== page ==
How the Dutch speak

I realize that I’ve been rambling on about Amsterdam for more than 5 month now, so maybe it’s time to wrap it up and start writing about something else, but before I do that I would like to write just a tiny little bit about the Dutch language.

Historically the name Nederlande (which means low lands) did cover more than just the Netherlands. It was also a name for Belgium and the land along the French and German west coast all the way up till and into Denmark.

The town where I was born and grew up in Germany was originally built by Dutch people, and off course they put their mark on the language.

My parents spoke the dialect of the area, the so called Plattdütsch, with each other, but not with my siblings and me. We already spoke German and Danish from early childhood and I guess they didn’t want to burden us with yet another language. But hearing them talk Plattdütsch together during childhood, off course we knew the language any way and did understand it.

When I moved to the Netherlands 11 years ago I had therefor the idea that it would not take long before I would be able to speak the language. I did understand a lot of what people said and I even had translated Dutch into Danish professionally before I moved, so how hard could it be?

My English wasn’t really great to begin with, but I found myself a job in an American company, where the main language was English, so no chance at learning Dutch there. My boyfriend and I also spoke English together, and the people I met on my way were mostly French, Spanish, German and Eastern European, but I read a lot in Dutch. Magazines and books and newspapers, and I got myself a tiny little television, where I could watch Dutch movies and programs about cooking and gardening and home make overs.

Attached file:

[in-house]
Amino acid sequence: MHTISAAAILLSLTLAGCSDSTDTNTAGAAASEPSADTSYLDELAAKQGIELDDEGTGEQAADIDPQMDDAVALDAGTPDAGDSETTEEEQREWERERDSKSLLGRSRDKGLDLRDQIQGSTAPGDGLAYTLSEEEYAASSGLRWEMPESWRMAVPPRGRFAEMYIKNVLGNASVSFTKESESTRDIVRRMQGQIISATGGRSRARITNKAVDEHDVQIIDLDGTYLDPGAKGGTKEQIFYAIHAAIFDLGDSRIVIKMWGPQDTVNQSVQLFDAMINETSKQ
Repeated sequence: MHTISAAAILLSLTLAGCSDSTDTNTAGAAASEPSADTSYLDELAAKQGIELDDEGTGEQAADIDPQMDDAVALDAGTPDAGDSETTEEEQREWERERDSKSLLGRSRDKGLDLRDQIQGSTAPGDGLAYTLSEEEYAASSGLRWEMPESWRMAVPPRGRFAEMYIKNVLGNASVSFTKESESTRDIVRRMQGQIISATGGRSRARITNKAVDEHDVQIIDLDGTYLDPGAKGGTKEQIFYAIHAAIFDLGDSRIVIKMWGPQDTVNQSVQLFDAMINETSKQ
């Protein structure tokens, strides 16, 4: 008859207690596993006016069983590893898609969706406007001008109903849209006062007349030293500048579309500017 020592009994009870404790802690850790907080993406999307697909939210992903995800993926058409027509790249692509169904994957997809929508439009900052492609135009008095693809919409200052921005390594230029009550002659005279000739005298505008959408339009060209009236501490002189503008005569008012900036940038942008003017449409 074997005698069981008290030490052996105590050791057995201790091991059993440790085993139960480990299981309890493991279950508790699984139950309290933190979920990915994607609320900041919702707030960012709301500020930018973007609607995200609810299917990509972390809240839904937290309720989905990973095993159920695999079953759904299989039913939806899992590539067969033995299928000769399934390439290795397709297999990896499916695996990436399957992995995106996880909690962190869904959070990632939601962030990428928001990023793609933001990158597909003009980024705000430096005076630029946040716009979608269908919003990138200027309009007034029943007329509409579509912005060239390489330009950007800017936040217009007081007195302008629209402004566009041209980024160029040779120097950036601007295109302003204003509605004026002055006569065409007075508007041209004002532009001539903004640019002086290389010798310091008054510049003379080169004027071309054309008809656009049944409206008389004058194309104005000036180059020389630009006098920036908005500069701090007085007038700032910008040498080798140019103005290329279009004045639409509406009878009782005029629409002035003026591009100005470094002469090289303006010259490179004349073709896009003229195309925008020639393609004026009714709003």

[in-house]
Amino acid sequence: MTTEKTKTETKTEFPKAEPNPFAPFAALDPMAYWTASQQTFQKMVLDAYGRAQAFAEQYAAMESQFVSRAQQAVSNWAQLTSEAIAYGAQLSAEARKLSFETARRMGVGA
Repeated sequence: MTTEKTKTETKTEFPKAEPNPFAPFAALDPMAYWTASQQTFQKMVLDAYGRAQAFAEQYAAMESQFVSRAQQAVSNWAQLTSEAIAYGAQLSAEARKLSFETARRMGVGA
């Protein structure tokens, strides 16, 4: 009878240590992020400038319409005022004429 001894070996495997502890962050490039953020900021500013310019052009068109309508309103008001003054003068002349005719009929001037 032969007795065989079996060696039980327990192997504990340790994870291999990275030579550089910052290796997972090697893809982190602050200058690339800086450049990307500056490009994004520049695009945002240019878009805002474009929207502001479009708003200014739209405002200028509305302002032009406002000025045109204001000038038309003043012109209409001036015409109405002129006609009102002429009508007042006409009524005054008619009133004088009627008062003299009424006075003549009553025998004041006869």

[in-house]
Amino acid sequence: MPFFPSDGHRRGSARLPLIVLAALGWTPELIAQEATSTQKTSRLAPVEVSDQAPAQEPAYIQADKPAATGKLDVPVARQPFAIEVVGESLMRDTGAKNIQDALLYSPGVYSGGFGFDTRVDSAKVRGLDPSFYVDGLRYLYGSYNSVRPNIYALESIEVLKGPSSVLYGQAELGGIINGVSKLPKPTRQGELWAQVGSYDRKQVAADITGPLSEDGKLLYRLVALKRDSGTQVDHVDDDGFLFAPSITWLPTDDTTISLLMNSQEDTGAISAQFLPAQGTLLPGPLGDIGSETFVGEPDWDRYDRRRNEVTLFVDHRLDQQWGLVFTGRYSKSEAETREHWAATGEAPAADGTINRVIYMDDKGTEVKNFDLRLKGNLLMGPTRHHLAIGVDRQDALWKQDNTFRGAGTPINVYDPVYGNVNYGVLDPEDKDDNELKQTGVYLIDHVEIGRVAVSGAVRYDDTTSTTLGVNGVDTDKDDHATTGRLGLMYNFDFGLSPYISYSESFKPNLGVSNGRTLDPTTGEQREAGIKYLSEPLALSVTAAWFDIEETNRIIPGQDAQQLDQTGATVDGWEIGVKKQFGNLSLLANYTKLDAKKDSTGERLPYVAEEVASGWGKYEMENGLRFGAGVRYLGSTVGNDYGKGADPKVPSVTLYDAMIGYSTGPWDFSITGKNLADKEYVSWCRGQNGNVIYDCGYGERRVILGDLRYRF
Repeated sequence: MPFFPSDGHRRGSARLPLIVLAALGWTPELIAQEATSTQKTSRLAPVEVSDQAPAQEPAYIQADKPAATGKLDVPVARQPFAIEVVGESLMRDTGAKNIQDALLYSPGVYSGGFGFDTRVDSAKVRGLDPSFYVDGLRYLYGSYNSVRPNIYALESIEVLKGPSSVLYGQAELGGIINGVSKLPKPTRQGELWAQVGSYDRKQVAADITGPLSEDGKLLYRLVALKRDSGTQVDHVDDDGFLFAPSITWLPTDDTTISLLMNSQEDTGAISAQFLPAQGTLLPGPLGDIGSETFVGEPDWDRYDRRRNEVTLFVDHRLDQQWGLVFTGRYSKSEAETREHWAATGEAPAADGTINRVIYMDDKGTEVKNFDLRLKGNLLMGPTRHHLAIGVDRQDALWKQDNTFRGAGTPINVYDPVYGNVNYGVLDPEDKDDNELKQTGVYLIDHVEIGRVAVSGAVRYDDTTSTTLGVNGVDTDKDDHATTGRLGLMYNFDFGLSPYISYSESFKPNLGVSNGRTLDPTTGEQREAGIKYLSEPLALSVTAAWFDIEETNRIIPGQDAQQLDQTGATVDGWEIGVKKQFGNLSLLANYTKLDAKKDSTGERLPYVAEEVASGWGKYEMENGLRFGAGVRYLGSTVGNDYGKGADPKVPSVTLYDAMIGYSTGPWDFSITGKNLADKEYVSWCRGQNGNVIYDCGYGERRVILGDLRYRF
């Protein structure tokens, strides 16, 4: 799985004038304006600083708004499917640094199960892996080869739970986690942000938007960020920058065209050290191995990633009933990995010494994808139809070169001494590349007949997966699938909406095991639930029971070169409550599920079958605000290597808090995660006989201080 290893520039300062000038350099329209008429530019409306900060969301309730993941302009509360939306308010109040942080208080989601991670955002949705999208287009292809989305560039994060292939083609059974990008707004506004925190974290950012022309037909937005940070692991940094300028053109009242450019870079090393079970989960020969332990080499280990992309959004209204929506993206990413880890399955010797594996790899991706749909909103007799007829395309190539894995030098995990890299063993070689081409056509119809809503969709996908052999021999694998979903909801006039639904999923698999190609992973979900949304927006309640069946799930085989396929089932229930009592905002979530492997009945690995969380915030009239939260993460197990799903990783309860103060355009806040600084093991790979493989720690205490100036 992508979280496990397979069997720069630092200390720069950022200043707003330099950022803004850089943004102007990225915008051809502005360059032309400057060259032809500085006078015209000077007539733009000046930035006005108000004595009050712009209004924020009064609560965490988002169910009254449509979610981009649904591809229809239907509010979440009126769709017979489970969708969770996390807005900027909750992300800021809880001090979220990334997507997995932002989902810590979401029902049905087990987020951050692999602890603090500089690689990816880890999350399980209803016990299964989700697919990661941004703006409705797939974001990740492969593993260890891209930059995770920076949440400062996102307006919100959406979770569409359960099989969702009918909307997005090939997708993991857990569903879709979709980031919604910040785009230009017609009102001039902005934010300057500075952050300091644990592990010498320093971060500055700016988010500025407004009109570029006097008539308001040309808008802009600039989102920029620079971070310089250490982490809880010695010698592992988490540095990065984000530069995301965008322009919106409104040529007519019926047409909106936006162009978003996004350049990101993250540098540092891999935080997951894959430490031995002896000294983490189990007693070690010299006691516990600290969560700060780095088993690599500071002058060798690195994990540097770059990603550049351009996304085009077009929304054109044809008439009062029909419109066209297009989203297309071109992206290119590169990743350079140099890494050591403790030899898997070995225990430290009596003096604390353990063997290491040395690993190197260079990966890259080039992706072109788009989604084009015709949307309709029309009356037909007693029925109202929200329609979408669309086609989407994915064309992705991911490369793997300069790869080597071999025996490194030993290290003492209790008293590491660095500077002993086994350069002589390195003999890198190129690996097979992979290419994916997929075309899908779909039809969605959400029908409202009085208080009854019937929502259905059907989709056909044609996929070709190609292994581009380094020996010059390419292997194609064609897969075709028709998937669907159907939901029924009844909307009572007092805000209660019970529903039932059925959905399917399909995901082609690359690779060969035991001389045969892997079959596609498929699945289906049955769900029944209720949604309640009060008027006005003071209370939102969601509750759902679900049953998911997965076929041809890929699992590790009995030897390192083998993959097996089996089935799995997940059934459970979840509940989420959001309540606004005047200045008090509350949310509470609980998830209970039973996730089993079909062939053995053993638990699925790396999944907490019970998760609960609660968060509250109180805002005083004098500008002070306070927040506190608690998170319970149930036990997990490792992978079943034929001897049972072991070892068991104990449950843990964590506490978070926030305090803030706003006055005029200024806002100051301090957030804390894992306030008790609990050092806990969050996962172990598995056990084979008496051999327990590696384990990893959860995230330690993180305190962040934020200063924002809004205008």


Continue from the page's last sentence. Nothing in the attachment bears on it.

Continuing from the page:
The Dutch often say things with more words than the English or German or Danish would use, so I remember that in the beginning I would often be frustrated, because after I’d analyzed a Dutch sentence and understood the meaning of it, I’d still have some words left that didn’t make any sense to me, and I didn’t know anybody who could explain to me, why it was like that and what those word meant. It was really annoying.

What was even more annoying was that I pretty soon was able to understand most of the things people said, but that when I said something in Plattdütsch, people got this very far away look in their eyes, and then they answered in English. Every time! How could it be that I was able to understand them and they weren’t able to understand me?

In the end, after several months, I gave up. Dutch isn’t really a language you listen to because it’s so beautiful anyway, and I’d sometimes wondered how the Dutch people were able to make those sounds without hurting themselves, so I decided to get better at English instead. But still. It’s a bit of a shame I didn’t learn to speak the language, even so I in the end stayed in the country for a decade.

If you would like to learn some more about the Dutch language, about the alphabet and the vowels and consonants and maybe take a Dutch lesson or two, I’ve found a great page at Omniglot, where you can play a little with it. Good luck!



One thought on “How the Dutch speak

  1. I have been wanting to learn Dutch also; just for the written word. Spoken language with its sounds is so much more difficult. I saw this with Danish also. Spoken Finnish does seem to follow the written form more.
    I will certainly follow up the Omniglot link.

    Awater: I have another section that looks at structure, if you are interested.

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